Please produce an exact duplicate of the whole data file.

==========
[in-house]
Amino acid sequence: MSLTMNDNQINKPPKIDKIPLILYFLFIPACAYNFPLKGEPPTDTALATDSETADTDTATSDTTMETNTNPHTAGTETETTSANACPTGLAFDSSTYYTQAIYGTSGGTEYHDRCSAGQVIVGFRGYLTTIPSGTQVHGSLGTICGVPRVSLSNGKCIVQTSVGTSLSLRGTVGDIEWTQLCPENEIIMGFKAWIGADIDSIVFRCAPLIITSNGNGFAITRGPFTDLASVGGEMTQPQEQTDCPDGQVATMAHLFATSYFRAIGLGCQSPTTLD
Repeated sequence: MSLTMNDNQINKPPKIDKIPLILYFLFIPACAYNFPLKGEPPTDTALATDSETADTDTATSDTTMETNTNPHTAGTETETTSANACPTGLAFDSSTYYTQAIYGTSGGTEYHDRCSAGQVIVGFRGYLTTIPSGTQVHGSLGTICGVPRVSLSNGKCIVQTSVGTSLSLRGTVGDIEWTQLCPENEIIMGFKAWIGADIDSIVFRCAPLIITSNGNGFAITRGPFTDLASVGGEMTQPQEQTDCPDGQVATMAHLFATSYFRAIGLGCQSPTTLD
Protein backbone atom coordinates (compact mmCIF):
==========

[in-house]
Amino acid sequence: MSLTMNDNQINKPPKIDKIPLILYFLFIPACAYNFPLKGEPPTDTALATDSETADTDTATSDTTMETNTNPHTAGTETETTSANACPTGLAFDSSTYYTQAIYGTSGGTEYHDRCSAGQVIVGFRGYLTTIPSGTQVHGSLGTICGVPRVSLSNGKCIVQTSVGTSLSLRGTVGDIEWTQLCPENEIIMGFKAWIGADIDSIVFRCAPLIITSNGNGFAITRGPFTDLASVGGEMTQPQEQTDCPDGQVATMAHLFATSYFRAIGLGCQSPTTLD
Repeated sequence: MSLTMNDNQINKPPKIDKIPLILYFLFIPACAYNFPLKGEPPTDTALATDSETADTDTATSDTTMETNTNPHTAGTETETTSANACPTGLAFDSSTYYTQAIYGTSGGTEYHDRCSAGQVIVGFRGYLTTIPSGTQVHGSLGTICGVPRVSLSNGKCIVQTSVGTSLSLRGTVGDIEWTQLCPENEIIMGFKAWIGADIDSIVFRCAPLIITSNGNGFAITRGPFTDLASVGGEMTQPQEQTDCPDGQVATMAHLFATSYFRAIGLGCQSPTTLD
Protein backbone atom coordinates (compact mmCIF):